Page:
Search:  

 Blog     e-Newsletter       Resource Library      Directories      Webinars     Apps
AFCEA logo
 

Immigration and Customs Frontline Shares Requirements

February 25, 2009
By Henry Kenyon

One key element of dealing with illegal immigrants is determining why they are coming to the United States in the first place, said Dave Venturella, executive director, Secure Communities, U.S. Immigration and Customer Enforcement (ICE), DHS, at AFCEA's Homeland Security conference today. This includes taking a close look at the employers who hire them, he added.

Members of the second panel of the day also agreed that the threat illegal immigrants pose is too expansive for one agency to deal with on its own. Instead, it requires partnerships among federal, state, local and tribal organizations. A number of programs have been set up to monitor the situation, including the Document and Benefit Task Force, the Work-site Enforcement program, the Compliance Enforcement Unit and Operation Community Shield, which specifically deals with the threat from gangs, Venturella added.

Mary Loiselle, deputy director, office of detention and removal operations, ICE, shared that her group used to handle criminal illegal immigrant cases identified by other organizations within ICE. However, within the past 5 years, her organization is generating its own cases. As a result of increased persistence and personnel, each day her office identifies and processes more than 600 criminal illegal aliens and processes more than 1,000 illegal aliens into detention centers. The sheer number of people going into the bed-space and transportation process requires an electronic tracking systems similar to those used by major hotel chains, Loiselle stated.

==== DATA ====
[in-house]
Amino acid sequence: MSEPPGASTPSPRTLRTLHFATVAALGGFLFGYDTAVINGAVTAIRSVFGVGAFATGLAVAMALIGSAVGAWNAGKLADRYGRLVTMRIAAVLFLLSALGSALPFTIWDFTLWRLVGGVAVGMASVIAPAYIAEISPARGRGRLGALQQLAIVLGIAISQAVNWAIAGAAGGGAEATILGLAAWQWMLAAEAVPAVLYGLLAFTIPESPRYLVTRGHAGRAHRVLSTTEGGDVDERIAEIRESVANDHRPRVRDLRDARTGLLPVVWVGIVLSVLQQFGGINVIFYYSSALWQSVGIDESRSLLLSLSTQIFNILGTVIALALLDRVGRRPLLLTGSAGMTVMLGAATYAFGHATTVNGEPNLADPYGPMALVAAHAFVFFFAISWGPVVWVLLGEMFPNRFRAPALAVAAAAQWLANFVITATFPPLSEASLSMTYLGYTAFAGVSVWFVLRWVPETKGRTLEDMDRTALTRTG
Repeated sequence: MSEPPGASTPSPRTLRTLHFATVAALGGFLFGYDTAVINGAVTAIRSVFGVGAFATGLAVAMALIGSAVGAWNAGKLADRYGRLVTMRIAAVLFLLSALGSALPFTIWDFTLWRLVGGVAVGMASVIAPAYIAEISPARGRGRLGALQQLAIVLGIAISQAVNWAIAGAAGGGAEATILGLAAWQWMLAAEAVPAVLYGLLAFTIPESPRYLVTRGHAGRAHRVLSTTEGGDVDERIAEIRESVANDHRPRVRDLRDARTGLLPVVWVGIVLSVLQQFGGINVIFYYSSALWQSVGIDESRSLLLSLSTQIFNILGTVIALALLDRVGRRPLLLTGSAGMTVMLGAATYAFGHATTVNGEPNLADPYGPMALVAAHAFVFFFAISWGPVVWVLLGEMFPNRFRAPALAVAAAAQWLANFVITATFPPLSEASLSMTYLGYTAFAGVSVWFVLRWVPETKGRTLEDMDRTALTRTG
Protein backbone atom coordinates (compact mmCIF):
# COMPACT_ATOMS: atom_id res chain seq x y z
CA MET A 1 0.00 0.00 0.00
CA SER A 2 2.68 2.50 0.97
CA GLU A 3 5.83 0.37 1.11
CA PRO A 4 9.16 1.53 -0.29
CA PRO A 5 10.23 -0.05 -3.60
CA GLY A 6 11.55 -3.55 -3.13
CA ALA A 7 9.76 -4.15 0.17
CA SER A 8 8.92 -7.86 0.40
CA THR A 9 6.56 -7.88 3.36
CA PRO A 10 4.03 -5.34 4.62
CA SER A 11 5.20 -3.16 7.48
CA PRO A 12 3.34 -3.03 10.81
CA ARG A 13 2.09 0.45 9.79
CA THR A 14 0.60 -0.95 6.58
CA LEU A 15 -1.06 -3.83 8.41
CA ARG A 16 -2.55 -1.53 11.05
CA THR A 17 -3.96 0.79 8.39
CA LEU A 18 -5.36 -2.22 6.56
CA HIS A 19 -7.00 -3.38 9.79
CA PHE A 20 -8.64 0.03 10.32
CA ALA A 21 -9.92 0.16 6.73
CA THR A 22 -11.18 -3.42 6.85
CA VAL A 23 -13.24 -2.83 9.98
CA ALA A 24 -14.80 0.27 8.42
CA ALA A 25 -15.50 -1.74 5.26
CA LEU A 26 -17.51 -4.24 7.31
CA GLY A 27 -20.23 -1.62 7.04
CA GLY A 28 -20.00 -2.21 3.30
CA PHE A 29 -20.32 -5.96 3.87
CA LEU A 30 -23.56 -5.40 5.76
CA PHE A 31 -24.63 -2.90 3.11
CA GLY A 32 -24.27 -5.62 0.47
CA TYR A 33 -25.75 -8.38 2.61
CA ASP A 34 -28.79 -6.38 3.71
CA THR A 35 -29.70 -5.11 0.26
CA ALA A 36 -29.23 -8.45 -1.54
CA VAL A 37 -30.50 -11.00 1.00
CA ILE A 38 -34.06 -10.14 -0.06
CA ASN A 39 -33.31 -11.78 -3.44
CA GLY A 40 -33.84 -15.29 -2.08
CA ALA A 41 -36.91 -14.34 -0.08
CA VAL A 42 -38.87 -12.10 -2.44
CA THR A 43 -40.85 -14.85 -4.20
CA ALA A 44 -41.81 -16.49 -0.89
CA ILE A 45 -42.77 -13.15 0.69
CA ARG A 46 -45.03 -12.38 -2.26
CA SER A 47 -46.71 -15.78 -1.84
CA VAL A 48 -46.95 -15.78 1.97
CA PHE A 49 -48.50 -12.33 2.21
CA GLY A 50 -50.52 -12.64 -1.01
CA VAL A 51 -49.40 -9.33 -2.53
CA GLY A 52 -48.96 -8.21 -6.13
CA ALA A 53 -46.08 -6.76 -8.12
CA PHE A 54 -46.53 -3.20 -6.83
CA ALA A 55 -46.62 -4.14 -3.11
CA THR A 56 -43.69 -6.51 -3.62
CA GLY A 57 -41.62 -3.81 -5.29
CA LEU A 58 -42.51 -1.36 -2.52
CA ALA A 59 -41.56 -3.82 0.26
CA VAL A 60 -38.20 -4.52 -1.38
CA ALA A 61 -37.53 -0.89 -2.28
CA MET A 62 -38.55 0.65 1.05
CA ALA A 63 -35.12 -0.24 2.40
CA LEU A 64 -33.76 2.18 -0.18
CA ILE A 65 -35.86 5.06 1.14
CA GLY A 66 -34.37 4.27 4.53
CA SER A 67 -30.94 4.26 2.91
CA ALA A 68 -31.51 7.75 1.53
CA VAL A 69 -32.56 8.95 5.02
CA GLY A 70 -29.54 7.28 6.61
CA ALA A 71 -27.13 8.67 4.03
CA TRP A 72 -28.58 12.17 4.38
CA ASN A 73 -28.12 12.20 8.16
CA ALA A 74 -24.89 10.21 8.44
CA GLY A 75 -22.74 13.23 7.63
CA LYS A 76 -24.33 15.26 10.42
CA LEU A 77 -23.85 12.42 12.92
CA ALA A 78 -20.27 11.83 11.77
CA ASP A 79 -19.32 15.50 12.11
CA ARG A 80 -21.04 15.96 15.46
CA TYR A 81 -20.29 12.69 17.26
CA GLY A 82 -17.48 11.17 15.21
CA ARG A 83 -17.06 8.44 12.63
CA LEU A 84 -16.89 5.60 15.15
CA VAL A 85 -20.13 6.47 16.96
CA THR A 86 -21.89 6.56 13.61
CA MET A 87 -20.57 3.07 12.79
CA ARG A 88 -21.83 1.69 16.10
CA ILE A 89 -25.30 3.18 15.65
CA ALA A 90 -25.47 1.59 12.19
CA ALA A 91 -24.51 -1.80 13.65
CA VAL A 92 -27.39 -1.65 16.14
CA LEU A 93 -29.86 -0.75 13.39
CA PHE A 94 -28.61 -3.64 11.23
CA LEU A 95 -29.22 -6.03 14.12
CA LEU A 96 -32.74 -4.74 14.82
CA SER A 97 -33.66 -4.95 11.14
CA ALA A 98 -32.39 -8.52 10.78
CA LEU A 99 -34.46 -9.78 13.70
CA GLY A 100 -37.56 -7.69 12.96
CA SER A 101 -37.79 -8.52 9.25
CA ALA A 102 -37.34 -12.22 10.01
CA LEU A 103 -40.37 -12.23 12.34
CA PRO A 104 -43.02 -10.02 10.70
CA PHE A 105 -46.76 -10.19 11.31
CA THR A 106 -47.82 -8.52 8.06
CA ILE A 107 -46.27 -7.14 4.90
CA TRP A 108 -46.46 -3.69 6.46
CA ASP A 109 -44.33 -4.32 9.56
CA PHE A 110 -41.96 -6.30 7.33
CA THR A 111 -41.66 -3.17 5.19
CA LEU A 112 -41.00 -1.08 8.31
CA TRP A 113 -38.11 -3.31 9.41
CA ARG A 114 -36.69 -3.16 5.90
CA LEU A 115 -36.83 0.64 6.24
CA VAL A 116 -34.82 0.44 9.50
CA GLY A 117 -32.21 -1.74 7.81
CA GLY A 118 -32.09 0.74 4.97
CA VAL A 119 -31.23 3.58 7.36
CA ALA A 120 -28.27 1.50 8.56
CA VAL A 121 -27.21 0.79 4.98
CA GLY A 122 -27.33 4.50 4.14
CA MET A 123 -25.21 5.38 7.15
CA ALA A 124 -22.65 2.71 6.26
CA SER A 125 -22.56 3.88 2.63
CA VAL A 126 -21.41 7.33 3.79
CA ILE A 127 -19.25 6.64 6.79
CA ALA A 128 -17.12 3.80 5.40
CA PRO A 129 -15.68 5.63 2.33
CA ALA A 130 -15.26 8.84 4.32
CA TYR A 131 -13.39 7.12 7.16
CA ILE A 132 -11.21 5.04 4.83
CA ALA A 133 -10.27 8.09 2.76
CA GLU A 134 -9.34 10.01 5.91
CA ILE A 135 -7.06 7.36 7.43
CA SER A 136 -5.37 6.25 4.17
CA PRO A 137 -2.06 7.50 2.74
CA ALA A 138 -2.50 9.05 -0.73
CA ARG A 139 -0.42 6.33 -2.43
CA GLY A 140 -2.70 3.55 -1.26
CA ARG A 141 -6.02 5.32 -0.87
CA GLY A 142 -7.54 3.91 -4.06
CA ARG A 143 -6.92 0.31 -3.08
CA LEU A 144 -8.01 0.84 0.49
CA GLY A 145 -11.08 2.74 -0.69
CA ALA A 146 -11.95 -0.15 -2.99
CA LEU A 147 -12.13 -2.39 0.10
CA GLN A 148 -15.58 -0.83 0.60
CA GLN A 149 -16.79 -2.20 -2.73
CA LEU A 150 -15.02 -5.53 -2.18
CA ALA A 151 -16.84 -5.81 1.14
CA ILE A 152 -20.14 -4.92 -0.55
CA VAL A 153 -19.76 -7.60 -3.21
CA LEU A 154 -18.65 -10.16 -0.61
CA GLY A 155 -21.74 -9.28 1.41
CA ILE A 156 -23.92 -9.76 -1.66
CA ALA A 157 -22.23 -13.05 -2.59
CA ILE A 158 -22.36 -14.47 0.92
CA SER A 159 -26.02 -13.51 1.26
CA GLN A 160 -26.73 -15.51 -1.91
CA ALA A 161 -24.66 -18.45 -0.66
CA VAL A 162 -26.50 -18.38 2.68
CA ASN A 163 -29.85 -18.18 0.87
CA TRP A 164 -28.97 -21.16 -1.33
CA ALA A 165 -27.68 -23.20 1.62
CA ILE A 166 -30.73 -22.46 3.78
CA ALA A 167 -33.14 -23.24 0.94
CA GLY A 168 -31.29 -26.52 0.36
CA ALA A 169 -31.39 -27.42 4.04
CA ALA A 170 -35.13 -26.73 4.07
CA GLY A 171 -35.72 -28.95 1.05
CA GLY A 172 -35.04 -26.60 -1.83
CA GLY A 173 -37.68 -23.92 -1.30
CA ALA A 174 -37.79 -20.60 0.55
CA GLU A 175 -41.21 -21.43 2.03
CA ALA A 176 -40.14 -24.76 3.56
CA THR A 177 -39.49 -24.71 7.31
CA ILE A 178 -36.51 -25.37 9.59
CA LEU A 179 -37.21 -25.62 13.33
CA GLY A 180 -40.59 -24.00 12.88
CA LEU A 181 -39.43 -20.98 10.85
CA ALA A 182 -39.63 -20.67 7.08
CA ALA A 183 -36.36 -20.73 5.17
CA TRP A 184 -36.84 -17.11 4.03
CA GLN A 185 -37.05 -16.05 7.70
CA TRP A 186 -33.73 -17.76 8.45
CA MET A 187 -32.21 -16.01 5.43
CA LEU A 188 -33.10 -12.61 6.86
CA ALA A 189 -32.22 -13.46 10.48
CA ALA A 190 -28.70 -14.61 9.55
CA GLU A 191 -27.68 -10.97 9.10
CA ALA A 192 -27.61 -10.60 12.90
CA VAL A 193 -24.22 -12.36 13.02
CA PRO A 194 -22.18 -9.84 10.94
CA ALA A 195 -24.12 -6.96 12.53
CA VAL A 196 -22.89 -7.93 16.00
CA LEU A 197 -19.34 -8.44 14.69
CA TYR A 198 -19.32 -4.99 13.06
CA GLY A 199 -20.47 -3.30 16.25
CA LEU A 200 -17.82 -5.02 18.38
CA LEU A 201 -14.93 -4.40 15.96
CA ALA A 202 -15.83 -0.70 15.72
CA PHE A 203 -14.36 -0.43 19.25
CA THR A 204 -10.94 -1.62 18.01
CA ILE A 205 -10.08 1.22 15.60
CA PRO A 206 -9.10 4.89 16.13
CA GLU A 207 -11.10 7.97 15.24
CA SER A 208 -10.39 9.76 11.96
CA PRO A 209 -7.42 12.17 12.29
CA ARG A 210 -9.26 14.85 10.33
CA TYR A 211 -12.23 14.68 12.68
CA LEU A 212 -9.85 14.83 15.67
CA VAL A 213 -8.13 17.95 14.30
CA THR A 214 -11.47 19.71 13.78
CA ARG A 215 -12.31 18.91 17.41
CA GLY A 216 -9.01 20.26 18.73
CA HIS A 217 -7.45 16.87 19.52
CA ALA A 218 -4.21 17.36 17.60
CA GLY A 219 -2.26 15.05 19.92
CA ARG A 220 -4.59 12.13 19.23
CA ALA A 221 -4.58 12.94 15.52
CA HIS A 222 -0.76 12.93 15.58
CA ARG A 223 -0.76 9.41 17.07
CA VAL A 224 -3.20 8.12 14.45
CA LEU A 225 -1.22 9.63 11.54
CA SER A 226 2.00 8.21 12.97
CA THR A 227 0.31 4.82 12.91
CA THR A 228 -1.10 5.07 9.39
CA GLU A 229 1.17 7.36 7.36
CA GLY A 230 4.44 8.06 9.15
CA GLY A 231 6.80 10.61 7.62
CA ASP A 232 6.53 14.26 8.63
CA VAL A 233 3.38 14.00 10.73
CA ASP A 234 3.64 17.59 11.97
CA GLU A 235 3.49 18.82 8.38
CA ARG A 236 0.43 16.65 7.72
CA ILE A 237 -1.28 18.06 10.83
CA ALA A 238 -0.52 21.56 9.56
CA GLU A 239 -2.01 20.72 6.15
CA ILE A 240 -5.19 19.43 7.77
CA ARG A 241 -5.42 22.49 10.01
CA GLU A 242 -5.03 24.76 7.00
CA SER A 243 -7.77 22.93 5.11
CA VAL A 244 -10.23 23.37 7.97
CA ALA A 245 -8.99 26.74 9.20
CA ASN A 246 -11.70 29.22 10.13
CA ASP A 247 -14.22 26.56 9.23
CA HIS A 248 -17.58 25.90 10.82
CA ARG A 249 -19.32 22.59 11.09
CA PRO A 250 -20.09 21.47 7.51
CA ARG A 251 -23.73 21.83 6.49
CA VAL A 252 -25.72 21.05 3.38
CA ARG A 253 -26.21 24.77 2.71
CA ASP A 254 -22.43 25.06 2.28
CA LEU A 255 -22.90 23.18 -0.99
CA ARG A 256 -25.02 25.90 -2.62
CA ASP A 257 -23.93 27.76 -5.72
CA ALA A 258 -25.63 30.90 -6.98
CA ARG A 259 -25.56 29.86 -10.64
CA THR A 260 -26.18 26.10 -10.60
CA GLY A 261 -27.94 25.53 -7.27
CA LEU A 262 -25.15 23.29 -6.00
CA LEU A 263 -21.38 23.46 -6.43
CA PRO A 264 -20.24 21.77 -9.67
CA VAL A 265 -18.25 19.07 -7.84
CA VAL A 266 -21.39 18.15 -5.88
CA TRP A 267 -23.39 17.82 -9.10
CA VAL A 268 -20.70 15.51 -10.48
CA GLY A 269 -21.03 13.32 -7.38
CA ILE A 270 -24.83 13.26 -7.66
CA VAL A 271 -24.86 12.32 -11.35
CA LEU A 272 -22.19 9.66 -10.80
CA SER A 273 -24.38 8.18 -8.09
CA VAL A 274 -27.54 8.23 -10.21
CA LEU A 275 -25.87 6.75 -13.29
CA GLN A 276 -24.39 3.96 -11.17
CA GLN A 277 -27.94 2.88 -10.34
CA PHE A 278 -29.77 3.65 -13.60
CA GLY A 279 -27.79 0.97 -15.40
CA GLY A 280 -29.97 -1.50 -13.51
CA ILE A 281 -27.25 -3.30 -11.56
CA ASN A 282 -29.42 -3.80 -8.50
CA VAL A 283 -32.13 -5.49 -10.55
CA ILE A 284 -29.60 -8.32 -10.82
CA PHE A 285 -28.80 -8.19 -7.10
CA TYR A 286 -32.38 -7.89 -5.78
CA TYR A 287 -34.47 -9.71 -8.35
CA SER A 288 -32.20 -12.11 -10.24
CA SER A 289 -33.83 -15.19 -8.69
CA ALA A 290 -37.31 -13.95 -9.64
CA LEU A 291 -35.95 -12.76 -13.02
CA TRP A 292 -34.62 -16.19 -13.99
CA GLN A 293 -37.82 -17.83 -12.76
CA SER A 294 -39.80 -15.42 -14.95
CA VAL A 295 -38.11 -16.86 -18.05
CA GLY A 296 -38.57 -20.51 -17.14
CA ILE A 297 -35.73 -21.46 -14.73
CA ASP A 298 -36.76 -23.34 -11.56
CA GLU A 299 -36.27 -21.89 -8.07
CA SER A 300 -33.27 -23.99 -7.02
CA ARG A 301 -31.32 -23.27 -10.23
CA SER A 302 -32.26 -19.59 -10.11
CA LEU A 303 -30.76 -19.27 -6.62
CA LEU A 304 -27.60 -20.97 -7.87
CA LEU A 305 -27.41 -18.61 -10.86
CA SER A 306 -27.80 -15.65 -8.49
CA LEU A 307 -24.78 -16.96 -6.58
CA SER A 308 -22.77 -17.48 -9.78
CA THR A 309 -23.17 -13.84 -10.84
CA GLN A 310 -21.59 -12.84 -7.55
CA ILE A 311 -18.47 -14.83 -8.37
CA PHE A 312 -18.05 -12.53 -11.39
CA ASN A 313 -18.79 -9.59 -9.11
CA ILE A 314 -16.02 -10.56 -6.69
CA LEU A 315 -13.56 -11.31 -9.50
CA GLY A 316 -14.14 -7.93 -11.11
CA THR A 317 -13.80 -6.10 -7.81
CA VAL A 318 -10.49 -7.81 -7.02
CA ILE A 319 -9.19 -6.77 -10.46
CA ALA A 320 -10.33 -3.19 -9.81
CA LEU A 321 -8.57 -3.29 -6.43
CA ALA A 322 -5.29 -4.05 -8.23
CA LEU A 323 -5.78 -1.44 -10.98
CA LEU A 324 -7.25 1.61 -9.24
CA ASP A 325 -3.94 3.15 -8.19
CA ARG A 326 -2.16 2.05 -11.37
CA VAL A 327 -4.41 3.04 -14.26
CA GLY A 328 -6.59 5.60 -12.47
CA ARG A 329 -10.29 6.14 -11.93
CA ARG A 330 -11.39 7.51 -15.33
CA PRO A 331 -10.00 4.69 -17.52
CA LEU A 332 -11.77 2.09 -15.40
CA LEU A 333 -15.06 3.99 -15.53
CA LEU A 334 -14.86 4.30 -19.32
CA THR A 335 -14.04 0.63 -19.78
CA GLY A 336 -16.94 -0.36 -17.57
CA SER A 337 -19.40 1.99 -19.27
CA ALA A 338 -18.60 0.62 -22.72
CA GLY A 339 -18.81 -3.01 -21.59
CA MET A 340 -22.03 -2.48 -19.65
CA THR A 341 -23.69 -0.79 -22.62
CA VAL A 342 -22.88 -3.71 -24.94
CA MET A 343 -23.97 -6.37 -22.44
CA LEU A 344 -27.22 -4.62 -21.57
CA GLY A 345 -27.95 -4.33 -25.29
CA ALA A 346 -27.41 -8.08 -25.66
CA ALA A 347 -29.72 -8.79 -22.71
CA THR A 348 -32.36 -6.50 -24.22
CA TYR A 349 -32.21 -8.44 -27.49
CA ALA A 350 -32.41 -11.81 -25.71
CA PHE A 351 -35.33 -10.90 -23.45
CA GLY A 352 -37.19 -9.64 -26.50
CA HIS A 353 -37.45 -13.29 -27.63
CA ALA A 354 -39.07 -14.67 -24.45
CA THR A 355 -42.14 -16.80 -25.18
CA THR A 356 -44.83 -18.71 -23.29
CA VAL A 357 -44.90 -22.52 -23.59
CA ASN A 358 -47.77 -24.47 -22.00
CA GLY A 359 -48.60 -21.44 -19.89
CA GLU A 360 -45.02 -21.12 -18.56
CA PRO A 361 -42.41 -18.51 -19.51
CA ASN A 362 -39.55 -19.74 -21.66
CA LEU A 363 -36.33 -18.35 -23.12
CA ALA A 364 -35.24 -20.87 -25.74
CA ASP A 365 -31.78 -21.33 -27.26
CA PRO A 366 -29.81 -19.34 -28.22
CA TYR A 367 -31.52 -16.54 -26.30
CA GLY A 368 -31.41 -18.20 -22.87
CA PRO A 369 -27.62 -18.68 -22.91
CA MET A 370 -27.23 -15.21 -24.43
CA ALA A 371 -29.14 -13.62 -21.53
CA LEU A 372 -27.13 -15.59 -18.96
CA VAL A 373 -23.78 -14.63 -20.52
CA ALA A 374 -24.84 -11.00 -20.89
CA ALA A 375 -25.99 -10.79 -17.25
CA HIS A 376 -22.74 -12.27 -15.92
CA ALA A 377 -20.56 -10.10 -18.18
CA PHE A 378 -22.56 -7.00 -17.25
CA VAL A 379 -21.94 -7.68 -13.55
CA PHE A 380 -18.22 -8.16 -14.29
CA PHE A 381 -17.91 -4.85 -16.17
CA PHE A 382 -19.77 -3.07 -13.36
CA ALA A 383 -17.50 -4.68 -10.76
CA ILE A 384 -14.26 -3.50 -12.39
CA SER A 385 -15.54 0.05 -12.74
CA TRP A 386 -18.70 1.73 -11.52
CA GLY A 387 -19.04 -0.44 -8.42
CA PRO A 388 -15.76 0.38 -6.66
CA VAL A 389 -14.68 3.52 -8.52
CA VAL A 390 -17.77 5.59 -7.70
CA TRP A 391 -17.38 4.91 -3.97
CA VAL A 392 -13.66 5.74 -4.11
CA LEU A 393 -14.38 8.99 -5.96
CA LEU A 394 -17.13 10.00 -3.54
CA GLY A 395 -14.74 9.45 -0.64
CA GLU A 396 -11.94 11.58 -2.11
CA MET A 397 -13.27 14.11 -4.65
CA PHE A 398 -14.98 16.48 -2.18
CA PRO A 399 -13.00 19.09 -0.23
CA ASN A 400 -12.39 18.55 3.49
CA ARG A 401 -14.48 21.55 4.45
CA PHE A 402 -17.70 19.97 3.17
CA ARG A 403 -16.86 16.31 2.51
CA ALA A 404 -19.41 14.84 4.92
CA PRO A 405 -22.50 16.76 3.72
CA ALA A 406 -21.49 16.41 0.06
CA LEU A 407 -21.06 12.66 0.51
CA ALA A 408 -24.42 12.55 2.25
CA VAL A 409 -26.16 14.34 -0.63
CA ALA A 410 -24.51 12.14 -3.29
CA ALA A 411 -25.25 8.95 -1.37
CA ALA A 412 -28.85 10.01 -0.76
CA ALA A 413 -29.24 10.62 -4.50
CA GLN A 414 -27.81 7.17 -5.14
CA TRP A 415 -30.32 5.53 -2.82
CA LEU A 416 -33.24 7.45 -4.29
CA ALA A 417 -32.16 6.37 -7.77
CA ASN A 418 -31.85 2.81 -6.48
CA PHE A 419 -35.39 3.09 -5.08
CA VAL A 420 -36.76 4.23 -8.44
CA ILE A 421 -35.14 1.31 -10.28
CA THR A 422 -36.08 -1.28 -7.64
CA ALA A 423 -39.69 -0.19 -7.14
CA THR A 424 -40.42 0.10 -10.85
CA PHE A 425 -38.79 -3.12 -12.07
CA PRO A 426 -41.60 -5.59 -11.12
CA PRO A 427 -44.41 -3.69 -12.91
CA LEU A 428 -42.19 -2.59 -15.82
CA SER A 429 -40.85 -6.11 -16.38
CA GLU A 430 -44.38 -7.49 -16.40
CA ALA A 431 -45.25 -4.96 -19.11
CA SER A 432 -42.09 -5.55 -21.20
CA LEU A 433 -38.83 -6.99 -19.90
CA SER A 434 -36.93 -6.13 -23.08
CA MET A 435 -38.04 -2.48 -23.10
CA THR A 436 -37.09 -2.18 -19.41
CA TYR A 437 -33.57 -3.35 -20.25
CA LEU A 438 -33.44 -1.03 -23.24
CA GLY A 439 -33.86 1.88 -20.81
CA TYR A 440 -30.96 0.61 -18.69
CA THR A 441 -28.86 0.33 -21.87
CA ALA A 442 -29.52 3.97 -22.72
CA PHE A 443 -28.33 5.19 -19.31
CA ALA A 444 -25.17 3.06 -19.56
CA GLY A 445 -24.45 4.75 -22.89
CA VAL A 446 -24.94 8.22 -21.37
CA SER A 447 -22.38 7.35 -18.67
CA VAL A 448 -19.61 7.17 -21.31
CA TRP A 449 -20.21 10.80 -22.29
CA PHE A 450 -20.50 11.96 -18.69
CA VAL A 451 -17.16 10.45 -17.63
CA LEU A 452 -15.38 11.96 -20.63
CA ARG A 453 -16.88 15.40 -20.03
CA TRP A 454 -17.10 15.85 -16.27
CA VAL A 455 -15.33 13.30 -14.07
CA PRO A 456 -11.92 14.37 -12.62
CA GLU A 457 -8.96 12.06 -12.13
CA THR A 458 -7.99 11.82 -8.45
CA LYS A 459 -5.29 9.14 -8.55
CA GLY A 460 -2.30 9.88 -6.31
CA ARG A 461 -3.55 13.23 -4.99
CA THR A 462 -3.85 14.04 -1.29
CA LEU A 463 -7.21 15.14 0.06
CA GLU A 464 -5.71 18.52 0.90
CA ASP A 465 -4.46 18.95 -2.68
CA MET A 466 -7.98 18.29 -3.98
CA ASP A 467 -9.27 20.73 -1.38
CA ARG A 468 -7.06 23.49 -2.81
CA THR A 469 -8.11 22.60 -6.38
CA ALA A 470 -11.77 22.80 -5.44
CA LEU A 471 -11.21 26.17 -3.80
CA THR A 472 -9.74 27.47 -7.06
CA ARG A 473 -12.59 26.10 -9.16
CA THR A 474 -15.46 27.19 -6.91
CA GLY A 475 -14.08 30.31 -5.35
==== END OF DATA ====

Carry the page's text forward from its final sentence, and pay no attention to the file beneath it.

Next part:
Panelist Rob Foster, deputy chief information officer, ICE, agreed, saying that problems must be prioritized and automation would help achieve this goal. Other organizations within ICE rely on Foster's office to help them determine their information technology requirements and acquire the appropriate products, including tactical communications. "You can't just throw people at the problem; you have to throw some technology at it, too," he said.

To ensure interoperability and proper processes, Foster advocates for modular solutions that can be introduced one at a time but in quick succession. Industry should not look back and develop solutions to past problems but rather understand the current and future requirements and introduce creative solutions to these. He asked the commercial sector to come together as a team with solutions that are secure, within the enterprise architecture and in modular formats.

Comments

Add new comment